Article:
On the evening of September 3, 1939, a few hours after Britain declared war on Germany, the passenger liner Athenia was sunk by a German U-boat 250 miles west of Donegal, Ireland. The commander of German submarine U-30, Oberleutnant Fritz-Julius Lemp, mistook the passenger ship for an armored cruiser and fired two torpedoes into the port side. The ship was carrying 1,103 people from Liverpool to Montreal, including 300 Americans. Over 100 people were killed.
After surfacing to survey the damage to the ship, Lemp realized his mistake. Soon afterwards, U-30 intercepted a transmission from the stricken ship identifying itself as the Athenia. Knowing full well the magnitude of his blunder, he opted to maintain radio silence and did not make a report. On September 14, eleven days after the sinking of the Athenia, he broke radio silence to report damage received in a confrontation with two destroyers following the sinking of British freighter Fanad Head, and to request permission to debark a wounded man in Iceland for medical attention. He still did not mention the Athenia.
Lemp’s fear of discovery was well founded. German submarines were forbidden to attack the enemy without a special order, which Lemp did not receive. Adolph Hitler realized the large amount of political damage that unrestricted submarine warfare caused during World War I, so he ordered all U-boat captains to refrain from attacking unless specifically told to do so. The sinking of the passenger ship Lusitania played a major part in drawing the United States into WWI and Hitler did not want to give the U.S. a pretext to enter this war.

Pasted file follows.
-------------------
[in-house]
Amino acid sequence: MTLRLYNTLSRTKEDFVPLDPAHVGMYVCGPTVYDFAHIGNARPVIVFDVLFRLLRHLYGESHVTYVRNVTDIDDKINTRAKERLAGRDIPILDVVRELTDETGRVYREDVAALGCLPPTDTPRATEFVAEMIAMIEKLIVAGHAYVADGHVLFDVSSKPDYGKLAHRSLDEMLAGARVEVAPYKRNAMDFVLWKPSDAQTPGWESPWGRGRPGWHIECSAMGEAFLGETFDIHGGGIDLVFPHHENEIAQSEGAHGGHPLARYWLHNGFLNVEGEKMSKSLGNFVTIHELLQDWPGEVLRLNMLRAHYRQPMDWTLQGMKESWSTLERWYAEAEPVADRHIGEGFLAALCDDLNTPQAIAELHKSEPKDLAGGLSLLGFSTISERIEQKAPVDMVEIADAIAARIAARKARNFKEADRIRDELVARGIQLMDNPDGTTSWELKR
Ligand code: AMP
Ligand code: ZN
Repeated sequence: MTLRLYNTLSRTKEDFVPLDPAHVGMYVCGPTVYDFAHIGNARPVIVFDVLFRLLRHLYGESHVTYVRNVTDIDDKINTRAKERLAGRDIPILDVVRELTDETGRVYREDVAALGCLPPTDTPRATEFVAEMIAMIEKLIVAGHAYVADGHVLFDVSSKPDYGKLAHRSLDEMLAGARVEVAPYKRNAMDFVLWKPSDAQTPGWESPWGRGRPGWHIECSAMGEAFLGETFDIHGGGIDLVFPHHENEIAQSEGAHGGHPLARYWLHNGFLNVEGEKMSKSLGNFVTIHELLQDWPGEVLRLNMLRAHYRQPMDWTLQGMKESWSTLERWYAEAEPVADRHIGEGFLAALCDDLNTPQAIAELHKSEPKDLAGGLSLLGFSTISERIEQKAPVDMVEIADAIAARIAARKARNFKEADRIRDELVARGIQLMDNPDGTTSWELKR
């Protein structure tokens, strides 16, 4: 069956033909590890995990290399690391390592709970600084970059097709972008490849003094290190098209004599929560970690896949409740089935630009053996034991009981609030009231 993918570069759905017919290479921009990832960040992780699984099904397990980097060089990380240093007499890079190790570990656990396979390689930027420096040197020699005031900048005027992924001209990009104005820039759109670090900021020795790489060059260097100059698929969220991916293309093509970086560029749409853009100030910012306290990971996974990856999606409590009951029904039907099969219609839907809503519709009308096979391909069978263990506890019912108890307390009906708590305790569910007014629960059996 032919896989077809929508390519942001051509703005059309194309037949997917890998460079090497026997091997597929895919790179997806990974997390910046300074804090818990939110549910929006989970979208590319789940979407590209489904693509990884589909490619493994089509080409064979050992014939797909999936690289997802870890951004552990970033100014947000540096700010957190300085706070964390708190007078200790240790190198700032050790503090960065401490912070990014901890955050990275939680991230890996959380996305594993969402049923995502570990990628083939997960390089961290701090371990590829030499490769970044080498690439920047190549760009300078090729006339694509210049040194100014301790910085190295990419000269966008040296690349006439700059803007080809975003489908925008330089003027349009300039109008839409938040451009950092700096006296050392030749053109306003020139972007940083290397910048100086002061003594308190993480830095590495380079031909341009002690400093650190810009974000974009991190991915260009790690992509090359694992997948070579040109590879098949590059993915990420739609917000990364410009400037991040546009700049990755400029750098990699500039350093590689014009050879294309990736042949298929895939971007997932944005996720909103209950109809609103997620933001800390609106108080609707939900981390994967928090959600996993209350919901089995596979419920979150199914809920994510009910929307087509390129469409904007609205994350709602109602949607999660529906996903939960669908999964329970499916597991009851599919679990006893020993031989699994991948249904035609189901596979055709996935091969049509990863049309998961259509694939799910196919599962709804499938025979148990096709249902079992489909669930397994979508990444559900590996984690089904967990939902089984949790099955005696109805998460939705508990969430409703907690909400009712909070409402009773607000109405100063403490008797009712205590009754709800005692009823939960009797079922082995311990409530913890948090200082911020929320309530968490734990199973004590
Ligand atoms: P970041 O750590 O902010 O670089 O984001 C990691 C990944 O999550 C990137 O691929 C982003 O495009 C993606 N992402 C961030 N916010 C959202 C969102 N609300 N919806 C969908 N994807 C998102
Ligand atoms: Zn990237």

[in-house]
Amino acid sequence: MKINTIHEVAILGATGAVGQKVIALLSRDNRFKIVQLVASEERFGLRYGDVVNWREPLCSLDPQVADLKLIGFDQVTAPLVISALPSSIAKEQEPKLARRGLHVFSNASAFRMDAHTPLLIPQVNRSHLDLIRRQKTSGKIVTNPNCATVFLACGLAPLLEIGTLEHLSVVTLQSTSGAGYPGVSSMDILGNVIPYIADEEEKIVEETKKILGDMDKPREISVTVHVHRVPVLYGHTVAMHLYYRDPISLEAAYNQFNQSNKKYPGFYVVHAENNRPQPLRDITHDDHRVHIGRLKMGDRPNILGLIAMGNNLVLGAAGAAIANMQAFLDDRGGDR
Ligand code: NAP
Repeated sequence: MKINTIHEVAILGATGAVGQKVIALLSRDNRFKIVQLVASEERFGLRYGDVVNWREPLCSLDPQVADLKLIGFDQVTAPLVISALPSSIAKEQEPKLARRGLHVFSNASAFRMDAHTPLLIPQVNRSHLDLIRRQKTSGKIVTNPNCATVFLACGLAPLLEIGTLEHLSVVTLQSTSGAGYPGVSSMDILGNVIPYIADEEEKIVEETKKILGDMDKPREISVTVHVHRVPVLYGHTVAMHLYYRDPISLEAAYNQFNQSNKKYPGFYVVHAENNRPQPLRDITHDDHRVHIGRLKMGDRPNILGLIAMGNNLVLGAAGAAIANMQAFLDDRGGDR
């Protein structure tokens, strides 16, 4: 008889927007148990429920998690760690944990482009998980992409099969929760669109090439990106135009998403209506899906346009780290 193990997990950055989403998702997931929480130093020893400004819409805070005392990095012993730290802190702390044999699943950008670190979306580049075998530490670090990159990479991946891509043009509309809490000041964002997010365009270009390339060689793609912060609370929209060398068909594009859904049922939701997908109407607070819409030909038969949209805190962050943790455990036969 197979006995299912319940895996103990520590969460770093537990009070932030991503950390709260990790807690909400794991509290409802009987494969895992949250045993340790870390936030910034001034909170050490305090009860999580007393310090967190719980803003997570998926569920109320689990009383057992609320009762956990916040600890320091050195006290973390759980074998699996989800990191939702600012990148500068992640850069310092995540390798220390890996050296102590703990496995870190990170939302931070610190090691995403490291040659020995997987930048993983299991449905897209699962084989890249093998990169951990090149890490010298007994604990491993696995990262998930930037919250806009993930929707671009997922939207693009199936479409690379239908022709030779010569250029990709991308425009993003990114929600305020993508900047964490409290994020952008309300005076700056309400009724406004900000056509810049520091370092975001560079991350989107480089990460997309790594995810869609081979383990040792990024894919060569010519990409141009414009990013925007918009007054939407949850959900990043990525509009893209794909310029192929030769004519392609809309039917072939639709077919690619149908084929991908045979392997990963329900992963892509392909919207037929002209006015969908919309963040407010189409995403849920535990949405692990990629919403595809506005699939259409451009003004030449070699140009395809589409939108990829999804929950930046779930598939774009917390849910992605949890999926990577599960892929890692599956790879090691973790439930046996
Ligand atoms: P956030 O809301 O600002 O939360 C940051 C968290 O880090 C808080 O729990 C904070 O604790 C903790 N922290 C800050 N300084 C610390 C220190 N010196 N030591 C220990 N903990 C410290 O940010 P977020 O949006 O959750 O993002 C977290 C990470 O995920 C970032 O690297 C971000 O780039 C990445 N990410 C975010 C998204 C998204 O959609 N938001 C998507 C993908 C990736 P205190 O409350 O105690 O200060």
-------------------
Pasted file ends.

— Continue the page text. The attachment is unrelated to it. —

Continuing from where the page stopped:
The Germans learned of the sinking from British news broadcasts. The rude surprise of hearing of it in such a way was compounded by despair; the years of effort to erase the world's memory of the unrestricted submarine warfare of the first World War were cancelled out in an instant, in the first hours of the new conflict. By comparing the location of the sinking with the U-boat deployment charts, it was clear that only one boat could have been responsible. Seeing the phantom of the Lusitania rising again, Hitler decreed that accusations would be confronted with categorical denial. To throw the British off the track still further, the Propaganda Ministry under Joseph Goebbels spread the story that the British had torpedoed the liner themselves in an attempt to bring the United States into the war.
After Lemp returned to Germany on September 27, he finally admitted that he had sunk the Athenia. The German government immediately began covering up the incident, any insinuation that a Nazi submarine was responsible for sinking the Athenia was met with swift denial and the ship’s log was altered to indicate that the U-boat was 200 miles away from the Athenia on September 3. Adolf Schmidt, the wounded soldier left in Iceland, swore an oath to Lemp that he would never speak of the incident. Although he became a prisoner of the British when they occupied Iceland in 1940, and was interrogated repeatedly, he kept his silence. After the war, Schmidt provided testimony that was used at Nuremberg, believing that his oath was nullified by the end of the war.
Fritz Lemp was not court-martialed for his mistake, but he was passed over several times for promotions that he should have received. He was later killed during the Allied capture of U-110.
One of the survivors on the Athenia was an 18 year-old Dallas schoolgirl named Betty Jane Stewart, who went on to become the grandmother of Old '97s lead singer Rhett Miller. The band feels the need to mention this fact in their song “Rollerskate Skinny”, so I will too.